Floating Skyscrapers Is a Realistic Look into the Various Scopes of Love

Films have been known to elicit changes in mood much like downing a glass or two of alcohol. Just like with the various concoctions that one can consume, it all depends on the content and the individual on how it will end up affecting you. There are films that will make you laugh, ones that will make you cry, and ones that will leave you fuming in anger. For many, these emotions usually fade away the minute the lights are turned back on, letting one become aware that reality has set in and it is time to move on.

But then there are those films that make you think of the content long after the credits have finished rolling; ones that stay with you as you sit on your train ride home, or even the following week when you’re gazing out your window at the people passing by, and like a sudden flicker of a shimmering ray of sunlight on your window, something from the film transports you back to that movie theatre in your mind — that moment that captivated you wholly. These are often hidden gems — hard to find but once discovered, they can inspire people and provoke deep thoughts that can accompany one for a lifetime like a loved one or a best friend. Floating Skyscrapers (Płynące Wieżowce) is such a film. It slowly grabs you and pulls you under, carrying you into its inner depths of human emotion, intensity and rawness, and when it finally lets you come up for air, you’re left with an escalating feeling that you wish you could dive into its intricate storyline all over again, craving its authenticity and sincerity.

Centered on the lives of three individuals and their respective families, the Polish feature-film Floating Skyscrapers, which had its world premiere at the Tribeca Film Festival last month, tells the story of Kuba (Mateusz Banasiuk), a promising professional swimmer, who is gradually becoming infatuated with another young man, Michał (Bartosz Gelner) — the two meet at a university party — all while in a two-year relationship with his girlfriend Sylwia (Marta Nieradkiewicz) who lives with him and his mother. The attraction between the two is undeniable. With every side-glance, the viewer can feel the suspense and the rapidly unfolding emotions between the two characters. As the two men grow closer to one another, the truth begins to dawn on Sylwia that she might be very well losing Kuba; a fact that she cannot acknowledge given her deep love for him. However, Sylwia isn’t the only one who is struggling with the truth — Kuba cannot come to terms with his own newfound love. Unable to make decisions, he hurts those around him as well as himself, creating a pool of loneliness that encircles him and those he loves most. According to the director’s statement made by filmmaker Tomasz Wasilewski (this is only his second-feature film, his first being In the Bedroom), “Floating Skyscrapers is a film about the human condition. It is about love, or the lack of it, and about the consequences of seeking out its substitutes. It is about wasted opportunities and lost dreams — about the contemporary world and its pitfalls.”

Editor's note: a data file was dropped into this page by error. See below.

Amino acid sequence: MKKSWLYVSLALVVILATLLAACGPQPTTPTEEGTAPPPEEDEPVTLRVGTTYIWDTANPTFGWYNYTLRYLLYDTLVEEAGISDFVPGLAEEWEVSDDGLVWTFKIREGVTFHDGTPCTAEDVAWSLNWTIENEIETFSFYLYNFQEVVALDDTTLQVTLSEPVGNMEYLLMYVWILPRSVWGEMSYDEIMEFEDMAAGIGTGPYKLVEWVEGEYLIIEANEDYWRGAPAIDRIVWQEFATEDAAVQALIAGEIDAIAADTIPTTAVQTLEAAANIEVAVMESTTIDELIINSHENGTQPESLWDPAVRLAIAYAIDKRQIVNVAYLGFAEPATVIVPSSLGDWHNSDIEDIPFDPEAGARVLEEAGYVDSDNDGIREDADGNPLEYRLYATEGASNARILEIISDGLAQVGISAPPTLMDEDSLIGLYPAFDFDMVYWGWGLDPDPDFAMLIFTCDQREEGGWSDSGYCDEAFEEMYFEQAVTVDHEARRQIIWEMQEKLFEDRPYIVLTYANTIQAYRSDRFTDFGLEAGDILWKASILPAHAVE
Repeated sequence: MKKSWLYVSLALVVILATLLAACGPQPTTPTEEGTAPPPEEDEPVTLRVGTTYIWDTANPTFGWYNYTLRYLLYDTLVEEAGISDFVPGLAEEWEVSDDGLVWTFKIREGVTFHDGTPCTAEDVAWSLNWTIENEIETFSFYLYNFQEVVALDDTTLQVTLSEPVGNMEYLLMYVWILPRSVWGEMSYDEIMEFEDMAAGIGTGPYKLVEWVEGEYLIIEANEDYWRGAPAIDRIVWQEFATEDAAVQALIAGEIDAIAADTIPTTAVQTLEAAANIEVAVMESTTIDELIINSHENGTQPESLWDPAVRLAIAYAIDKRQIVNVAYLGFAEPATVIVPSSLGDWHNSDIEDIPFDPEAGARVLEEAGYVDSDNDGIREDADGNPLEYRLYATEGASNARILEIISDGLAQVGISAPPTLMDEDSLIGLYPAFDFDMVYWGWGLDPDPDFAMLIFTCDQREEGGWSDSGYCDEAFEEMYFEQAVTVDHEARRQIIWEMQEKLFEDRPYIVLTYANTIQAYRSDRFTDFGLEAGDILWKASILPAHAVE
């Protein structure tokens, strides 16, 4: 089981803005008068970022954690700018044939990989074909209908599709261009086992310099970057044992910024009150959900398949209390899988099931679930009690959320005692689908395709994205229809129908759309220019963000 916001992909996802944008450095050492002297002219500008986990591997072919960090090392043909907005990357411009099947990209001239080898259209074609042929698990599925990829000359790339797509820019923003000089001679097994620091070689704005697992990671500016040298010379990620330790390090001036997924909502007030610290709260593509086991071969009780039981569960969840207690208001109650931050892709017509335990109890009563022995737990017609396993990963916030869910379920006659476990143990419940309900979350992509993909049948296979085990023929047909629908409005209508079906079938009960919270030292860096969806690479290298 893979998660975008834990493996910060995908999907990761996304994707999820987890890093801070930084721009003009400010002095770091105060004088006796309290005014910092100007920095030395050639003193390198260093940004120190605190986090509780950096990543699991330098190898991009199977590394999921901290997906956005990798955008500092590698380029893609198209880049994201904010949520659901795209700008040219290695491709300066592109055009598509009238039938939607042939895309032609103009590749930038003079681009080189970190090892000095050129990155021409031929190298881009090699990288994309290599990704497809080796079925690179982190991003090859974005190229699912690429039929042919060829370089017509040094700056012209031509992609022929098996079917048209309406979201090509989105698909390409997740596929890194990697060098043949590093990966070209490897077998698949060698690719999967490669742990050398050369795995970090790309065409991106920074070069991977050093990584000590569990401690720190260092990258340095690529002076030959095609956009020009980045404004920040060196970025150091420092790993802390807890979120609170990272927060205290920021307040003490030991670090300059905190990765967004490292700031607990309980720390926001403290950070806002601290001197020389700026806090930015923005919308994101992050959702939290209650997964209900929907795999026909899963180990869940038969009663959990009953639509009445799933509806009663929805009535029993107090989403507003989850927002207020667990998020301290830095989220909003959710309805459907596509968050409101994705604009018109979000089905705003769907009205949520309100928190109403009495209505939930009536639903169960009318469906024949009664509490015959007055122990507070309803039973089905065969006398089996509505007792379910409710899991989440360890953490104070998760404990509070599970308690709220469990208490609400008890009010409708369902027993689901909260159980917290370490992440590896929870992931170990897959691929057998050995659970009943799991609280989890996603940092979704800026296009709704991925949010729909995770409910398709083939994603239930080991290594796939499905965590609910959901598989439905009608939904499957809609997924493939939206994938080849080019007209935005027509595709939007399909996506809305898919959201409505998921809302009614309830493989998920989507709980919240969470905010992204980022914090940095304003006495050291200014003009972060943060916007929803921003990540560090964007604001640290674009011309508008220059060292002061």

Many might say that calling an actor’s performance flawless or impeccable can be classified as a cliché, and often an inaccurate one at that. But actor Matuesz Banasiuk delivers a heart-stopping performance as Kuba and it would be imprecise to call it anything but downright perfect. He simply becomes one with the character, allowing the audience to believe what he says and feels without leaving an ounce of room for doubt or dishonesty. He is able to capture Kuba’s fears, reservations and his inability to wholeheartedly accept the unfurling romance, as seen in a swim meet scene where his emotions overwhelm him, making it impossible for him to continue swimming on that particularly important day. But Banasiuk isn’t the only shining star that showed the world that he is an actor to watch. Both Marta Nieradkiewicz and Bartosz Gelner showcase a flair one might expect from only the most experienced actors. Nieradkiewicz as Sylwia exhibits a colorful palette of emotional instability, whilst Gelner as Michał showcases a controlled type of confidence that only unravels a little bit during time spent with his father and mother. Wasilewski himself ought to be applauded as well, not only for his stunning cinematography and his ability to capture actuality as if you were experiencing it along with the characters, but for taking on a challenging subject matter in cinema as well as in Poland. In terms of the faults of this film, there is only one: that it ends too quickly with an 85-minute runtime, leaving the viewer wanting more.